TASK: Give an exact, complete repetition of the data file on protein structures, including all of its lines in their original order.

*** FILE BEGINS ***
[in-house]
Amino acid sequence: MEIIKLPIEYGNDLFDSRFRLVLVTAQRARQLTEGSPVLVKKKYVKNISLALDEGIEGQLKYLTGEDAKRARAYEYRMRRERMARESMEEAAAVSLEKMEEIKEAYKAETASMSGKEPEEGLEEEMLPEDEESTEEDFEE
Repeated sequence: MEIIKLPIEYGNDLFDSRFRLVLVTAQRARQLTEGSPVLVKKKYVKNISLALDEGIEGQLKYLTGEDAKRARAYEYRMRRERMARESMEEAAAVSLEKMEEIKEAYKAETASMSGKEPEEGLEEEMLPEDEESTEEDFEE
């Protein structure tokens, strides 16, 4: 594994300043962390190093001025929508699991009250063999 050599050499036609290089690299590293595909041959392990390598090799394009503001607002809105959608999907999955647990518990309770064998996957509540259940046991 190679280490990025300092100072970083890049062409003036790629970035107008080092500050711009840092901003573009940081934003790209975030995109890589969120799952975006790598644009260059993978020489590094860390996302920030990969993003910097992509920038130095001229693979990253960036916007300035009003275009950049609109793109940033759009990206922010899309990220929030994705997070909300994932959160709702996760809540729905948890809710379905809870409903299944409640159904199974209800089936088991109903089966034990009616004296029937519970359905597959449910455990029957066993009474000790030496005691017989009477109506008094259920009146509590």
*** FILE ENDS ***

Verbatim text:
[in-house]
Amino acid sequence: MEIIKLPIEYGNDLFDSRFRLVLVTAQRARQLTEGSPVLVKKKYVKNISLALDEGIEGQLKYLTGEDAKRARAYEYRMRRERMARESMEEAAAVSLEKMEEIKEAYKAETASMSGKEPEEGLEEEMLPEDEESTEEDFEE
Repeated sequence: MEIIKLPIEYGNDLFDSRFRLVLVTAQRARQLTEGSPVLVKKKYVKNISLALDEGIEGQLKYLTGEDAKRARAYEYRMRRERMARESMEEAAAVSLEKMEEIKEAYKAETASMSGKEPEEGLEEEMLPEDEESTEEDFEE
């Protein structure tokens, strides 16, 4: 594994300043962390190093001025929508699991009250063999 050599050499036609290089690299590293595909041959392990390598090799394009503001607002809105959608999907999955647990518990309770064998996957509540259940046991 190679280490990025300092100072970083890049062409003036790629970035107008080092500050711009840092901003573009940081934003790209975030995109890589969120799952975006790598644009260059993978020489590094860390996302920030990969993003910097992509920038130095001229693979990253960036916007300035009003275009950049609109793109940033759009990206922010899309990220929030994705997070909300994932959160709702996760809540729905948890809710379905809870409903299944409640159904199974209800089936088991109903089966034990009616004296029937519970359905597959449910455990029957066993009474000790030496005691017989009477109506008094259920009146509590």